The youngsters undertook strength, power and fitness tests in the state-of-the-art LJMU facilities to better understand how footballers can improve their performance on the field.
The 12- to 15-year-olds are part of the Premier League’s Kicks community programme which uses the power of football to engage hard to reach youngsters in constructive activities. Since its launch in 2006, it has enabled thousands of young people to find routes into education, training and employment, whilst helping to reduce anti-social behaviour in the areas in which it is delivered.
Conor Heeney, Head of Strength & Conditioning at the School of Sport and Exercise Sciences, led the sessions and was delighted to share his expertise with the group, many of whom he hopes could become the Liverpool FC backroom coaches and staff themselves one day.
“LJMU Performance Sport aims to provide expertise, advice and guidance to prospering athletes and sporting community organisations alike. The group we looked after this week were engaged and interested in everything we do here and how vital the support behind the players is in ensuring they perform their best on game days.”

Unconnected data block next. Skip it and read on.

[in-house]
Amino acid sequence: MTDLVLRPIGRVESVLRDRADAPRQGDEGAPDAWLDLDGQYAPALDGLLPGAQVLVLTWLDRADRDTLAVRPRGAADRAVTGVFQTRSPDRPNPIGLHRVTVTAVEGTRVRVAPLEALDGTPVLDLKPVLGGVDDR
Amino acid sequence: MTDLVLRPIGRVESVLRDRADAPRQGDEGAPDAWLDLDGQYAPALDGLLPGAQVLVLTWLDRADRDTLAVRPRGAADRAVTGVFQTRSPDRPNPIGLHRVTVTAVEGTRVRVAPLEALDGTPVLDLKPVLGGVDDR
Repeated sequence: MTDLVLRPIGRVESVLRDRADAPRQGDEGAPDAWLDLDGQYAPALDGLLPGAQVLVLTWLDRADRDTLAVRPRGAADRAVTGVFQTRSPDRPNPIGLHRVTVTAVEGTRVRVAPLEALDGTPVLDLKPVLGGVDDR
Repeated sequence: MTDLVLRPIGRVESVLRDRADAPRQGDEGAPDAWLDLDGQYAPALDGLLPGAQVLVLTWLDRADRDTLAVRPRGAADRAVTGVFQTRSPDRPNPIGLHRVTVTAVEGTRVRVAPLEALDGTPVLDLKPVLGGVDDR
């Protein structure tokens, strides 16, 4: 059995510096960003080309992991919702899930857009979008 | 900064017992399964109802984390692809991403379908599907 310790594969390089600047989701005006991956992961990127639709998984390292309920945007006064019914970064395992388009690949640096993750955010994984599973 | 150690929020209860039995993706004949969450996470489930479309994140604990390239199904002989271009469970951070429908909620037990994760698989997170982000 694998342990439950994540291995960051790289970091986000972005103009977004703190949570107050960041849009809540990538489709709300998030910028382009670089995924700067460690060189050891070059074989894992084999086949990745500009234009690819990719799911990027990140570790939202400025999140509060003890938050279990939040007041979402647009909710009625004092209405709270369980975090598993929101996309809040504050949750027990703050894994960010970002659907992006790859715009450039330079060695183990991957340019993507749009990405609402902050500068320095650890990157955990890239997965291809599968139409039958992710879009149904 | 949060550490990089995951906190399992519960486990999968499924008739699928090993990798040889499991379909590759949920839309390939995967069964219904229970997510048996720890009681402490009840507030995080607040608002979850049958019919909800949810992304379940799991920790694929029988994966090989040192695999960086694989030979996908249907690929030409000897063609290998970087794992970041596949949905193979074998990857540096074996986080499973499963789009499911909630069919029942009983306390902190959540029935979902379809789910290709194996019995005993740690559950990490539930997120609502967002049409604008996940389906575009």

Conor added that he hoped the visit would inspire some of the youngsters to consider a career in sport science, perhaps with LJMU in the future. “We not only pride ourselves on providing transformational opportunities for our students, but for those in the wider Liverpool community, particularly those young, talented people who might not necessarily see themselves progressing to higher education. Regardless of background or social status, everyone is welcome here and our partnerships with organisations like the LFC Foundation help to empower the next generation to take positive steps towards their own bright future.”
This was the first time LJMU hosted a session with youngsters on the programme with the LFC Foundation and it is hoped that more sessions will be organised for school holidays in the future.
Tony Cosgrove, Football Programme Manager at the LFC Foundation, said: “This is something that we’ve been wanting to do for a while and we’re hoping that this can be the first of many visits. It gives the children a chance to look at the aspirational part of their life…and gets them thinking about the different methods and ways they can improve as young people.
“A lot of them play for grassroots football teams as well, so some of the activities they’ve done, like the strength and conditioning, will help them identify strengths and weaknesses as part of their game and help them to improve.”
If you would like to bring a school or community group to the world-class facilities at LJMU’s School of Sport and Exercise Sciences, get in touch via the Outreach team and submit a visit request form.